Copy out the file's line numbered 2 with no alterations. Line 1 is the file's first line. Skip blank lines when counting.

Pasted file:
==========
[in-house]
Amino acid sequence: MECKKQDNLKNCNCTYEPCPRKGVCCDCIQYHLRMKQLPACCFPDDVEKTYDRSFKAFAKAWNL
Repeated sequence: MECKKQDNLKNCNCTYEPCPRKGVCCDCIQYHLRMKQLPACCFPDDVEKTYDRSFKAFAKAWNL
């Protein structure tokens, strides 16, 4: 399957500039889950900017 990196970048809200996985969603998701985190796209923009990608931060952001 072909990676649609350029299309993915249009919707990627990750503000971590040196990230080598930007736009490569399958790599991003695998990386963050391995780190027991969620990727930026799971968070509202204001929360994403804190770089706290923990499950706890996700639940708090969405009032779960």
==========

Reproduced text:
Amino acid sequence: MECKKQDNLKNCNCTYEPCPRKGVCCDCIQYHLRMKQLPACCFPDDVEKTYDRSFKAFAKAWNL